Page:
Investment management is a younger profession than many, but it too has evolved and is evolving, into an industry of sub-specialties of manufacturing (asset management) and distribution (wealth management). Wealth management is in a dynamic period, with changing client service models, challenges to profitability, the augmentation and distraction of technology, consolidation in some ways and fragmentation in others.
Recognizing this, we thought it would be useful to put together a whitepaper on valuation issues that are unique to the wealth management industry. While there are certainly characteristics of wealth management firms that are common to all RIAs, there are enough distinctions to caution anyone from painting the profession with too broad a brush.
The market approach is a general way of determining the value of a business which utilizes observed market multiples applied to the subject company’s performance metrics to determine an indication of value. The “market” in market approach can refer to either public or private markets, and in some cases the market for the subject company’s own stock if there have been prior arms’ length transactions. The idea behind the market approach is simple: similar assets should trade at similar multiples (the caveat being that determining what is similar is often not so simple). The market approach is often informative when determining the value of a wealth management firm.
There are three general approaches to determining the value of a business: the asset-based approach, the income approach, and the market approach. The three approaches refer to different bases upon which value may be measured, each of which may be relevant to determining the final value. Ultimately, the concluded valuation will reflect consideration of one or more of these approaches (and perhaps several underlying methods) based on those most indicative of value for the subject interest. This week, we take a look at how the income approach is used to value wealth management firms.
A Closer Look at a Business that Continues to Pivot with Client Needs
Wealth management firms have significantly evolved over the last several decades for various reasons. For purposes of this post, we provide a bit of history on the industry, basic characteristics of today’s wealth management firm, and take a look at recent performance.
A Few Reflections on the 2019 Berkshire Hathaway Shareholder Letter
In a world where non-stop financial commentary is as commonplace as it is tedious, one man’s market insights get an unusual amount of attention: Warren Buffett’s annual shareholder letter. Buffett is an ironic icon of the investment management industry. He’s made his fortune from active investment management, but regularly articulates his skepticism of the same. He’s doubtlessly inspired more people to found RIAs than any other individual, yet his firm, Berkshire Hathaway, is not an RIA. And his annual treatise on the performance of his company is full of common-sense wisdom that, based on Berkshire’s track record, is anything but common.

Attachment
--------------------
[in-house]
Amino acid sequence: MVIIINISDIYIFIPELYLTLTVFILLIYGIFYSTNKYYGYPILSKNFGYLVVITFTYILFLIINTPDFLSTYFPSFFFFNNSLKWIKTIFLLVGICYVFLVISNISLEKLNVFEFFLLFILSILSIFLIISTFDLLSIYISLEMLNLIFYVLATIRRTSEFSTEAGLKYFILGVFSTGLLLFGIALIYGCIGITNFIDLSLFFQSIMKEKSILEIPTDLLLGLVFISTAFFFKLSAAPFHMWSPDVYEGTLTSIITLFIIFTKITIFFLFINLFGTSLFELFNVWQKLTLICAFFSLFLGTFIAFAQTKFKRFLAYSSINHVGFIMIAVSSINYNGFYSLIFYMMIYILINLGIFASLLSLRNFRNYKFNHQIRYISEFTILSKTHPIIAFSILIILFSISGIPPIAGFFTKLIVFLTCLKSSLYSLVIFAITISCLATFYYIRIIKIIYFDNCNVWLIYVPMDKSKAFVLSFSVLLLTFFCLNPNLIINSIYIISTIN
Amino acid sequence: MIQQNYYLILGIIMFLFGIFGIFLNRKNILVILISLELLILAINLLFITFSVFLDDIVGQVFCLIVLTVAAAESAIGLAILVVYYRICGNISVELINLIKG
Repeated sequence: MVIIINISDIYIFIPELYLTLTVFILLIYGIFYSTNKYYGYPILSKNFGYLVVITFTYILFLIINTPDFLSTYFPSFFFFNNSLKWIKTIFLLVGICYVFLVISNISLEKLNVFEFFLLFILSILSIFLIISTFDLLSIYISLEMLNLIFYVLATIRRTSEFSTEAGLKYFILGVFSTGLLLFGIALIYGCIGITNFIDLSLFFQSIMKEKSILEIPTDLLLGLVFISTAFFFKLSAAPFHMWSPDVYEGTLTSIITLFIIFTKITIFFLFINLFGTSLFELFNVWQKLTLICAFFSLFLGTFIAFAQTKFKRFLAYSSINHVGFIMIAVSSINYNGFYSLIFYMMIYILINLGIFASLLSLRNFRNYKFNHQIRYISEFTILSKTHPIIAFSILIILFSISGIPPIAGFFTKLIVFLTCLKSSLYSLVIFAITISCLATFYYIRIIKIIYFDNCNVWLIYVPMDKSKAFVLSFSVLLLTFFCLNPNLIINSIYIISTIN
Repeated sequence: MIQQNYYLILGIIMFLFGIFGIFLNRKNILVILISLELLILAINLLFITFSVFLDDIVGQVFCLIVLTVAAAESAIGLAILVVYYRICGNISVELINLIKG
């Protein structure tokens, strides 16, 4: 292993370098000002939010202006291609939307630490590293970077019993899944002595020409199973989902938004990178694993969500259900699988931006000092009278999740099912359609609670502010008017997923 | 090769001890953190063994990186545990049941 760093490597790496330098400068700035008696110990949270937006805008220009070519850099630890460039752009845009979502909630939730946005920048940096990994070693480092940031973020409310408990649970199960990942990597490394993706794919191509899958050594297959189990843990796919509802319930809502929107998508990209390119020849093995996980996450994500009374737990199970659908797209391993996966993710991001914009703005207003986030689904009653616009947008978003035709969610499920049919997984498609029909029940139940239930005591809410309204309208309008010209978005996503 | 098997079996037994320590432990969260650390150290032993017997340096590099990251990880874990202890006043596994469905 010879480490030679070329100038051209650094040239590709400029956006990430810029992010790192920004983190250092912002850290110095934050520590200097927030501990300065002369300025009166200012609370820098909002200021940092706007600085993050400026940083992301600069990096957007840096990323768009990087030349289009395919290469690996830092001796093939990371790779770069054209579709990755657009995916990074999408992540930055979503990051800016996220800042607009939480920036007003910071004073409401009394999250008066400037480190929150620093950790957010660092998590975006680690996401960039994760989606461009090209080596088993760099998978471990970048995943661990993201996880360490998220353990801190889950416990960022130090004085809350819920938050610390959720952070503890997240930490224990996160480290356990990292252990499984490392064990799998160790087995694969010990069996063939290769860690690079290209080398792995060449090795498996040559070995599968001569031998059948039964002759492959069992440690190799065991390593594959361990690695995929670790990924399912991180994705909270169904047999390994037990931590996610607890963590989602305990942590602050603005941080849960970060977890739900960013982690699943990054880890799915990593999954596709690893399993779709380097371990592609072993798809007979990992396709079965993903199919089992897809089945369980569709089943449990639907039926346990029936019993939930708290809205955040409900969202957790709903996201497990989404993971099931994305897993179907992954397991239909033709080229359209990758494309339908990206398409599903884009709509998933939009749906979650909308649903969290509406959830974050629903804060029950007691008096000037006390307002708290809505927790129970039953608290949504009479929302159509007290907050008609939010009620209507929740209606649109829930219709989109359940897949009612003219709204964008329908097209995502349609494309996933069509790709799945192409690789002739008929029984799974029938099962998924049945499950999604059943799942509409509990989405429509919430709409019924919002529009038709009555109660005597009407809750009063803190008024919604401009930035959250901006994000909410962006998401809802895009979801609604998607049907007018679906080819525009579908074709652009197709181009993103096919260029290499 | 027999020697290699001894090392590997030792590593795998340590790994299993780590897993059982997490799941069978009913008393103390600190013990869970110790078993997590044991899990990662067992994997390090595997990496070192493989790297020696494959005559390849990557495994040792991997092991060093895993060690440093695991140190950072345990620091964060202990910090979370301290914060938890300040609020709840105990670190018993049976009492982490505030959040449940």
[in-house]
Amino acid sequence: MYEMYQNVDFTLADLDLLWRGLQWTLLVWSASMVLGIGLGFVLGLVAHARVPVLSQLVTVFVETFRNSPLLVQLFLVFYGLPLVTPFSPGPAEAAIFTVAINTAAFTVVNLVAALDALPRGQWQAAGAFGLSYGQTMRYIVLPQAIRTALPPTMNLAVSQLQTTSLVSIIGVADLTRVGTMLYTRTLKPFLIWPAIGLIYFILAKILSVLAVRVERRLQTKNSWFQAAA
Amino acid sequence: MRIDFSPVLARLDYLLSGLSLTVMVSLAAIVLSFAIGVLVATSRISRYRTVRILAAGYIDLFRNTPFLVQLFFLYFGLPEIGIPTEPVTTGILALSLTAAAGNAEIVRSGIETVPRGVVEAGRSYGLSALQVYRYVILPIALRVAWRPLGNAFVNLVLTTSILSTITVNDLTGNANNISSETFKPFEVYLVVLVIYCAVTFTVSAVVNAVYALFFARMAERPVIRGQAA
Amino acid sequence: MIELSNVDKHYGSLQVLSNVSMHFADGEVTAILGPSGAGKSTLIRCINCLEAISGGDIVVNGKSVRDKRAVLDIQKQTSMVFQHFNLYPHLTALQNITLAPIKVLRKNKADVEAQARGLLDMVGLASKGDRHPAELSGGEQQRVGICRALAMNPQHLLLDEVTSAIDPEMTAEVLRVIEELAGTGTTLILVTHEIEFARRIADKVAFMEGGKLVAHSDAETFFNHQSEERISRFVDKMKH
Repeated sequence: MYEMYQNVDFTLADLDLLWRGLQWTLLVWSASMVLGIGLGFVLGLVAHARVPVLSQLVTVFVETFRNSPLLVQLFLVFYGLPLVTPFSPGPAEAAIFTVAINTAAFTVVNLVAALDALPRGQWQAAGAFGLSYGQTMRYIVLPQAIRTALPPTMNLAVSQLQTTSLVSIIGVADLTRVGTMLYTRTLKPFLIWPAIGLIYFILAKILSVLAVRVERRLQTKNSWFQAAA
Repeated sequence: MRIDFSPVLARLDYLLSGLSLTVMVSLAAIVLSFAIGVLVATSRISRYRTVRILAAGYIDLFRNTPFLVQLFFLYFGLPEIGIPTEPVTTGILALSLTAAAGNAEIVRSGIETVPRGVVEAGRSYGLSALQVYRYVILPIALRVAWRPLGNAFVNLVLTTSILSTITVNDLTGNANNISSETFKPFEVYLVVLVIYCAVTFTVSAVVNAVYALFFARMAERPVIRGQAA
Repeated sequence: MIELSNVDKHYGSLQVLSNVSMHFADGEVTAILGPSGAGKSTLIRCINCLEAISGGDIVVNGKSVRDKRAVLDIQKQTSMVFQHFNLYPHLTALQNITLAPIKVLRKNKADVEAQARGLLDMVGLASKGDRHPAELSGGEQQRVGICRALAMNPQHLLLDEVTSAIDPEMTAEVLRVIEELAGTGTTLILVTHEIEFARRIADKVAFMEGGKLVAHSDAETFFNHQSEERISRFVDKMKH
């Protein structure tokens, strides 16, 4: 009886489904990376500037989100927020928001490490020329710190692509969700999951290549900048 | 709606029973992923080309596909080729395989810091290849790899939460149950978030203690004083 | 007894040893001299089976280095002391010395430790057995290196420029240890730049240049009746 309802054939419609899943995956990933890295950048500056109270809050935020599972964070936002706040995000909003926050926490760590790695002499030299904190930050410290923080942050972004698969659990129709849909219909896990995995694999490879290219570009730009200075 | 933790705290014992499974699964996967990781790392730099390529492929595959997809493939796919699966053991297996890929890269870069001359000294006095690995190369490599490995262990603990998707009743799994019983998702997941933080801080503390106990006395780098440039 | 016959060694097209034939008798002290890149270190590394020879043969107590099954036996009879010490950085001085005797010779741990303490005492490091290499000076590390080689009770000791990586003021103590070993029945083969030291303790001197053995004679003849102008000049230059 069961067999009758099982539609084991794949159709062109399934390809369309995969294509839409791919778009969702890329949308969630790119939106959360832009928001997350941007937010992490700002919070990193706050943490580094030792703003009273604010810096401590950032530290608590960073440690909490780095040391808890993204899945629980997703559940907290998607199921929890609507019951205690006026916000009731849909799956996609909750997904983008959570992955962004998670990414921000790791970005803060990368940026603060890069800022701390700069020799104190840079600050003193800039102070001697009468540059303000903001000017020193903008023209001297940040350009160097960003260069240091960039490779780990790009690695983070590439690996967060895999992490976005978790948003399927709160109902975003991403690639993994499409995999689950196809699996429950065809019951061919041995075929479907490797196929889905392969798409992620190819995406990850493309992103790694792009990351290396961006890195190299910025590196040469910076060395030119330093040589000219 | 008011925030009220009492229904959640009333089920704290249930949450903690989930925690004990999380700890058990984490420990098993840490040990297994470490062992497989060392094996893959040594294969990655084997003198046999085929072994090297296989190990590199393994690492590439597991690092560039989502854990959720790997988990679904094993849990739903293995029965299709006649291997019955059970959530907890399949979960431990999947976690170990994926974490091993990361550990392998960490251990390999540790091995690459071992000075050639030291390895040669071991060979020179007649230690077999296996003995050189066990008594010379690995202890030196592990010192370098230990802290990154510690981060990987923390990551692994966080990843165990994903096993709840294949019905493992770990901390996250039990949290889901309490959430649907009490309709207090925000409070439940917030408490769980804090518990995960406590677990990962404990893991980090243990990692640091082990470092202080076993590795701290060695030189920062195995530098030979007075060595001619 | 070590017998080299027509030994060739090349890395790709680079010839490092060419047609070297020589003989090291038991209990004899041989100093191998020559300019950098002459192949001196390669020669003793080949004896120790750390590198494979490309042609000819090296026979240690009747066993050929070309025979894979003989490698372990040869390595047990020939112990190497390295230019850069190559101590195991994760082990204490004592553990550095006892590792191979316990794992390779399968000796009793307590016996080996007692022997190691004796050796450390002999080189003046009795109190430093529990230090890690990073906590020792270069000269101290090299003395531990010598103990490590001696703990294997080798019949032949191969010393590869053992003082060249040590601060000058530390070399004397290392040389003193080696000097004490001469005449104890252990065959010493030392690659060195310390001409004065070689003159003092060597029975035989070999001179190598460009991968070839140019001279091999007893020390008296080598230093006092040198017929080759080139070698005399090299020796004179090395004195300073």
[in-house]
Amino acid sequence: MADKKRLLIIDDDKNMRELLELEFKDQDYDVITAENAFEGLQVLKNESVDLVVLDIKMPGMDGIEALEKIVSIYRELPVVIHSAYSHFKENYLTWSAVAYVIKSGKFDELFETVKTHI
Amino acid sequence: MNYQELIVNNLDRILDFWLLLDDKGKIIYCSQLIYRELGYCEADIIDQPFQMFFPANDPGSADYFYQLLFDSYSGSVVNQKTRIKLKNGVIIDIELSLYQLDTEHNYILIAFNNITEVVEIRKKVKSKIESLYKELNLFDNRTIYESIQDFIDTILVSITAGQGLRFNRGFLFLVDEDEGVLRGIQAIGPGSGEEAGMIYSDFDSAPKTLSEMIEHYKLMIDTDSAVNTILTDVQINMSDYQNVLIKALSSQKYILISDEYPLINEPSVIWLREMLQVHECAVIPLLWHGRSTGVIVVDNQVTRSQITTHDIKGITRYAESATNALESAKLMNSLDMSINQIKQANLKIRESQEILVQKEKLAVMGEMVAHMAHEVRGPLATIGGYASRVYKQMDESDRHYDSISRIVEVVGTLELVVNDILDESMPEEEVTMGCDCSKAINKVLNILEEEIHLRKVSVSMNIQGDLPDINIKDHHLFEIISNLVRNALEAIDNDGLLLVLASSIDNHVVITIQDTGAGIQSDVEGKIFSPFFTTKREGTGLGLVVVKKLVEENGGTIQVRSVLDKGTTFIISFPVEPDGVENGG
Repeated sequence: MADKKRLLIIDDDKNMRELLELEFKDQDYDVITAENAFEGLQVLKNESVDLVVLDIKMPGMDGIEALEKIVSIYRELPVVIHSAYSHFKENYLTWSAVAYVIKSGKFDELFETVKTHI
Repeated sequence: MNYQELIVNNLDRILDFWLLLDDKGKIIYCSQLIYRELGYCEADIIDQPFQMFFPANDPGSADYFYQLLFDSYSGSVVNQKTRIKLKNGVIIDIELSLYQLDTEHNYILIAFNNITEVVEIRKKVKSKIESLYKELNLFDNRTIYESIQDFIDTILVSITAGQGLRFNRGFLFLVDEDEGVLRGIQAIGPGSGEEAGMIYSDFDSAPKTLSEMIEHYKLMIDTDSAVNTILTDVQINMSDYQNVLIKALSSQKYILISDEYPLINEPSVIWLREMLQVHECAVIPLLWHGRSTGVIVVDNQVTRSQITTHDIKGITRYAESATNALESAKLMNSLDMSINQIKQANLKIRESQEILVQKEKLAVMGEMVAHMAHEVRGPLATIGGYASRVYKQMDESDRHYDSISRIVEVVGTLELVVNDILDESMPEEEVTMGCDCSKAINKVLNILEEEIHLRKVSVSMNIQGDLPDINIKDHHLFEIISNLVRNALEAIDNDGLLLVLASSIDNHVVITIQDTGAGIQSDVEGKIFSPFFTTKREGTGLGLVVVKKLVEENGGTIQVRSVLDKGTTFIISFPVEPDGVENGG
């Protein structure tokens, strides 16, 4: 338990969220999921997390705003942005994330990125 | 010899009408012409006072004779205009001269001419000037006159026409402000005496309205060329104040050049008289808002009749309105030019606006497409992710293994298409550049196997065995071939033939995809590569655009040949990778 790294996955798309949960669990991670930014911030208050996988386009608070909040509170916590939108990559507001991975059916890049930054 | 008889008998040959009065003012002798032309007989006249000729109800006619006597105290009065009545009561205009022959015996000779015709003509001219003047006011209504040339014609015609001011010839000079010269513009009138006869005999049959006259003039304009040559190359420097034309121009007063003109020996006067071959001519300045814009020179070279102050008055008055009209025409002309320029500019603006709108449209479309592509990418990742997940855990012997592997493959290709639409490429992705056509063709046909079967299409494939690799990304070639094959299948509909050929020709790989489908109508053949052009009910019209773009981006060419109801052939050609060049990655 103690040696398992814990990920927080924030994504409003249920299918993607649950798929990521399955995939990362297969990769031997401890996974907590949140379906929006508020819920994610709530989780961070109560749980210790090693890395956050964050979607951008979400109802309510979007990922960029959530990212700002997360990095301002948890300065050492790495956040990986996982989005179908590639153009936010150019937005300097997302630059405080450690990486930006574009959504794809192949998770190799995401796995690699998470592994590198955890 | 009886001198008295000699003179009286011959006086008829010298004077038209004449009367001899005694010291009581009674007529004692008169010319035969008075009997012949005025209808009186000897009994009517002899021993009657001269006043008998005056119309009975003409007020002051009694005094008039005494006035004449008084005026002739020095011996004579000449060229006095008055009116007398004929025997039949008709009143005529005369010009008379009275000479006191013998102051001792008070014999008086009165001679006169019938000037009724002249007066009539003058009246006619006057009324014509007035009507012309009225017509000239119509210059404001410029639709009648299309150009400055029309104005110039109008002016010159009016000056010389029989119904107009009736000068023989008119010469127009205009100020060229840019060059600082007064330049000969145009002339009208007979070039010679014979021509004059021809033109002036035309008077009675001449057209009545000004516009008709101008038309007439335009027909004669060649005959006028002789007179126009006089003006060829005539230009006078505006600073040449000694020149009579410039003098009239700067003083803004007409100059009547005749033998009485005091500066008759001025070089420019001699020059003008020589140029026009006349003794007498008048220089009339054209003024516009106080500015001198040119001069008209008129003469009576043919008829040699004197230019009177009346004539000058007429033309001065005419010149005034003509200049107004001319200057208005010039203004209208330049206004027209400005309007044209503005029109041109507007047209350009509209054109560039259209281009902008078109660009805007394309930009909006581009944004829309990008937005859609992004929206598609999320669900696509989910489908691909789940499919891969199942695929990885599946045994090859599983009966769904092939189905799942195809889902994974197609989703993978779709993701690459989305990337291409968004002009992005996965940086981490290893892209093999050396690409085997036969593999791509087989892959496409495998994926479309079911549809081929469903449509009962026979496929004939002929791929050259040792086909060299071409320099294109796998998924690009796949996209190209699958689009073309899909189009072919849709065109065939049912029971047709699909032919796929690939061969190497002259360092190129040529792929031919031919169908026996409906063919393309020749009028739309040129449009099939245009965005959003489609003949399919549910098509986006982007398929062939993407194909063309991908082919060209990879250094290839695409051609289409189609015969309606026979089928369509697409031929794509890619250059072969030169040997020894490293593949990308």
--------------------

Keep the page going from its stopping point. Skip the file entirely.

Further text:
Much of the sector’s recent press has focused on the current market environment as well as practice management issues for RIA firms, so we’ve highlighted some of the more salient pieces on these topics and a few others that are making news in the investment management industry.
Volatility Drives Investors to Low-Fee Passive Strategies
As we do every quarter, we take a look at some of the earnings commentary of pacesetters in investment management to gain further insight into the challenges and opportunities developing in the industry.
John Bogle’s Legacy Endures with the Prominence of Passive Investing
This week we say goodbye to perhaps the greatest advocate of passive investing. John Bogle’s contributions to indexing strategies and ETF investing have had huge impacts on both active and passive management, which we’ll address in this week’s post.
A Great Start to 2019 is a Thorough Lookback at 2018
Now that January is almost over, we know that many of you have wrapped up quarterly investor communications and can now take a moment to think about your firm’s operations, direction, and other practice management issues. A useful place to begin your plan for 2019 is doing some fundamental research on your own business, starting with the P&L.
Asset manager M&A was robust throughout 2018 against a backdrop of volatile market conditions. Several trends which have driven the uptick in sector M&A in recent years continued into 2018, including increasing activity by RIA aggregators and rising cost pressures. Total deal count during 2018 increased 49% versus 2017 and total disclosed deal value was up nearly 140% to $18.0 billion. In terms of both deal volume and deal count, asset manager M&A reached the highest levels since 2009.